This is a bit of an unusual book review for this blog I know, and not a subject I would normally delve into, at least not here. There are no airship, or dragons, or spaceships in this book… Well there are, but not in the usual way… because this is a non-fiction book that seeks to demystify and de-jargon the complex world of cryptocurrency’s, blockchain and the digital economy. A subject that could be reasonably described as a tad on the heavy side and which I frankly would not claim to fully understand, though after reading this particular book I have a much more rounded not quite understanding…
Like most people, I would imagine, what I know about cryptocurrency’s is mainly what I know about the ubiquitous Bitcoin which, if it doesn’t dominate the crypto market, certainly dominates the public perception of it. And what I know most about Bitcoin is it generates an awful lot of the spam in my spam folder. Bitcoin is the modern day carpetbaggers / snake-oil salesman’s dream product, the masses don’t really understand what it is, but know ‘others’ are getting rich on the back of it and no one wants to miss out on the opportunity for fear of been left behind. A quick search of the word cryptocurrency on google will get you a whole bunch of dubious ads offering get rich quick investments, because ‘yay, capitalism’ , ‘yay, lack of regulation’ and of course someone will always try to sell you a dream.
Then there is Blockchain, a term that is spoken of in boardrooms and government offices around the globe, and as with all new tech idea’s a lot of those discussing it don’t really understand it. I know a civil servant, working at a reasonably high level in a government department, who sat in a meeting discussion ‘block-chain: and why we need to implement it’ for a couple of hours. Having listened to everyone stating over and over how enthused they were about the subject and how important it was that they implemented it, he asked a question no one in the room could answer, a deeply insightful question, and one that cut to the quick, as it were. That question?
‘Can I just ask, what exactly is block-chain?’
Much like Bitcoin, block-chain, the underlying technology, is something that not everyone understands, but they know they need in the emerging digital economy. What this whole subjects needs is a bit of demystifying, it needs explaining in a way that’s easy for people to get their heads around, it needs explaining in a way that doesn’t drown the reader with dry arid techno babble, and it needs explaining in a way that will let it all make sense. Also the odd pop culture reference, star wars joke, and the understanding that if you really want to get people to learn about a subject the way to do it is to entertain them as you teach. Because everyone pays more attention when they are laughing along with the writer and made to smile while they think…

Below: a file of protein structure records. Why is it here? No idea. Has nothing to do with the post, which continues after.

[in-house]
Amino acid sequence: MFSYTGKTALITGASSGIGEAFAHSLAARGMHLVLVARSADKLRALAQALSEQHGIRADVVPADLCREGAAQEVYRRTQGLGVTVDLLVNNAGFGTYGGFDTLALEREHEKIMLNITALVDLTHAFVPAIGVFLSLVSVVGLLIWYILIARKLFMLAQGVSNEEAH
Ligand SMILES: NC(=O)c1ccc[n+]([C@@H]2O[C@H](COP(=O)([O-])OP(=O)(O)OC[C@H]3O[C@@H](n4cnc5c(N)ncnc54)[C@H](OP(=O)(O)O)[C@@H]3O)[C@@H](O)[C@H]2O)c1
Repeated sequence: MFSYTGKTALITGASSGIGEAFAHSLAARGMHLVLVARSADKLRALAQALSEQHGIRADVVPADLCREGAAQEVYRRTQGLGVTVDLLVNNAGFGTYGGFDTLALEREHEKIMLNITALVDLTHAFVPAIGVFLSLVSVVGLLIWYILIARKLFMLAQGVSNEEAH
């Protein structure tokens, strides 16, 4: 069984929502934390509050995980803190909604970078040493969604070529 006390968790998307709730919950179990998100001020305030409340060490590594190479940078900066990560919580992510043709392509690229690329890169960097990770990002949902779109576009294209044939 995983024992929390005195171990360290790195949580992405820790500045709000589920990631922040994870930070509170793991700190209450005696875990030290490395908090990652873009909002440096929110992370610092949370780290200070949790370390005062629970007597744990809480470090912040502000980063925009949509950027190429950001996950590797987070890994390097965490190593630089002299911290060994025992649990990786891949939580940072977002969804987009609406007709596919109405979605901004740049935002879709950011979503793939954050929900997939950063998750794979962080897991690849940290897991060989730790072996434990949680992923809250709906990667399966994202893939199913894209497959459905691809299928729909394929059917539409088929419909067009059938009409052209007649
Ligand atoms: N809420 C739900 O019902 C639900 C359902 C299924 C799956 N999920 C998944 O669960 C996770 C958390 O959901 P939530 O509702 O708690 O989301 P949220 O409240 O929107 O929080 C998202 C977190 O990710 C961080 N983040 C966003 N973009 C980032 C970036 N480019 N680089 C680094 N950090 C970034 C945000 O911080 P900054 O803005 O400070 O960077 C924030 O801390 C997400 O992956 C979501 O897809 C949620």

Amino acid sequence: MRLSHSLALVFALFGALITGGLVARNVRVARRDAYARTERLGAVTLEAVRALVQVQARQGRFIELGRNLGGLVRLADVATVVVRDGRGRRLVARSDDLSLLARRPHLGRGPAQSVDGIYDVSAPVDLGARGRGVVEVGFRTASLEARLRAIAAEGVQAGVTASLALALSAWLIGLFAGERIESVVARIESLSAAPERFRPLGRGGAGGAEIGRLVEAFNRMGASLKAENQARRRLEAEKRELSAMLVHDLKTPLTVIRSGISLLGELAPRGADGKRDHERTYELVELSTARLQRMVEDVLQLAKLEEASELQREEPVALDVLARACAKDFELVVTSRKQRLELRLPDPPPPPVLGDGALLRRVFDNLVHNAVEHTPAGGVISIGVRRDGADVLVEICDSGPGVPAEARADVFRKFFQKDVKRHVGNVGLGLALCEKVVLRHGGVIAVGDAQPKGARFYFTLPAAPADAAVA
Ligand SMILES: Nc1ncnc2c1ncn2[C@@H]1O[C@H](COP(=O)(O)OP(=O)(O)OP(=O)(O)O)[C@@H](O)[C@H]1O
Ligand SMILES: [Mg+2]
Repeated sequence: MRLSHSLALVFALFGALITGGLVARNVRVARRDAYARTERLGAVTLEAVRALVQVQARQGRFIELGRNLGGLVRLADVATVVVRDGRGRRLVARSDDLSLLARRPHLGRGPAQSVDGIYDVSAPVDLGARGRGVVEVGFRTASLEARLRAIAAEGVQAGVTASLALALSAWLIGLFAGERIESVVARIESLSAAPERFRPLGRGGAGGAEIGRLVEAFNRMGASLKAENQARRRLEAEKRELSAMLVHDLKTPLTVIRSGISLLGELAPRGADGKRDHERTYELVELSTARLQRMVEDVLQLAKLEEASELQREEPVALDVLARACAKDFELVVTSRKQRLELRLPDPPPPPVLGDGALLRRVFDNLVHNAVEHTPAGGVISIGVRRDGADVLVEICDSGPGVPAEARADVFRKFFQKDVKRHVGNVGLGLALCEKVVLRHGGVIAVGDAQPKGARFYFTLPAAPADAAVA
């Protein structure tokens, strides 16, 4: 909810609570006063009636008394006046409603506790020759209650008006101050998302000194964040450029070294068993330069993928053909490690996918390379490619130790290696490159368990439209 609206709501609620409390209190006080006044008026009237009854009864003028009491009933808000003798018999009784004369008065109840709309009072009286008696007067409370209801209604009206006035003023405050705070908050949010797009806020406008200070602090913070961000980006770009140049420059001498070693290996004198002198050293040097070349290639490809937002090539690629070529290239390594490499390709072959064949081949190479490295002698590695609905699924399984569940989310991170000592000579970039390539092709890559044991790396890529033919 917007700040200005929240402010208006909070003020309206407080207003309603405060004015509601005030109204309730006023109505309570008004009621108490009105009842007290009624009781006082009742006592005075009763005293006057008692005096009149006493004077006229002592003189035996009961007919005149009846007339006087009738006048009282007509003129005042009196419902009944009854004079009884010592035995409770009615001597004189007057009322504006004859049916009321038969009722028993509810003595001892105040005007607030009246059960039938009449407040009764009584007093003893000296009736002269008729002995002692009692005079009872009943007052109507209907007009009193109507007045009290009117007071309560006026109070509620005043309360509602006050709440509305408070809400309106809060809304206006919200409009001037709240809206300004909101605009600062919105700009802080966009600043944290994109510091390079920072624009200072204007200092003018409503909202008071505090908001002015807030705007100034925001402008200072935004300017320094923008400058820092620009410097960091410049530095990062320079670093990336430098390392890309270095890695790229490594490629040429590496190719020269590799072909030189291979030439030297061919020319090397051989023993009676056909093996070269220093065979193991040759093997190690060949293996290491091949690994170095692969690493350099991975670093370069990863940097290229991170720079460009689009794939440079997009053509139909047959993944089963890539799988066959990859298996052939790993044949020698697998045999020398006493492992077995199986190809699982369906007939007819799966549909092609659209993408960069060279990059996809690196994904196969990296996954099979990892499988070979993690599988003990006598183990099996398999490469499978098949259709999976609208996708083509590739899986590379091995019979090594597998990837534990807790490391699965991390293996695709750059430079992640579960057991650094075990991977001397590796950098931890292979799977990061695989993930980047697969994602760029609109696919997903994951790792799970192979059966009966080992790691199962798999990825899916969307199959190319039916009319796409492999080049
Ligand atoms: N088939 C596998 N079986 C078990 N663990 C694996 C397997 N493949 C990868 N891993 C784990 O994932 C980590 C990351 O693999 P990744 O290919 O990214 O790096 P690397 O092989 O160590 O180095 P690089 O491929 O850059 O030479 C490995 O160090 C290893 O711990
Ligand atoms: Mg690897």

(note for anyone from Cisco, whom technical books it has been my misfortune to have to read in the past. If you make the subject matter as dry as the Sahara, your readers will dry of thirst before they learn a damn thing. Sorry needed to get that off my chest… damn you Cisco…)
Kate Baucherel is a fellow Harvey Duckman writer, and the writer of the annoyingly good SimCavilier novels (annoying because I didn’t think of it first, they are extremely well written and a fabulous read) A 7th dan black belt in karate. Ski’s. Loves star wars. has been known to dress up as Han Solo at every opportunity. lecturers and she is also the person who you invite to a conference on digital currency and block-chain if you want other people to attend.
‘Meh a cryptocurrency applications conference in Newcastle, I’m not sure I can make it…’
‘What Kate Baucherel’s going?’
‘Okay in that case I’ll be there.’
So if anyone is going to demystify the subject of block chain and cryptocurrency its her, and in her non-fiction book Block-chain Hurricane that is exactly what she does. It is frankly a great read that informs, educates and explains complex subjects without becoming dry and unreadable as so often happens. Instead even to a layman like myself it illuminates the subject and throws in enough humour to make reading it an informed pleasure. Because you need the geeky references and the jokes to get through what otherwise would be a dry subject.
For reasons that make little sense there is however a quote in the book from a disreputable novelist that comes from a twitter question Kate asked about a year ago… The vivacity of that quote is questionable, so questionable I am not going to repeat it here (it was however a very funny one liner I am somewhat proud of, and if I am going to be quoted in a book about cryptocurrency and blockchain I am glad its this one… It’s one of my better musings on the subject, but you’ll have to buy the book to find out what it is…)
Can I claim to know what I am talking about on the subject having read this book? Well probably enough to answer that civil servants question, which is the point at the end of the day. More importantly perhaps enough to recommend this to anyone who wants to get their head around the subject. Because I doubt you will find a better book for doing so anywhere. You will laugh at the jokes, you will also learn a lot in the process, and probably not even realise you are doing so, which is the best way to learn anything.
Look at that I got all the way through that without once mentioning my new novel Maybe is being released this week…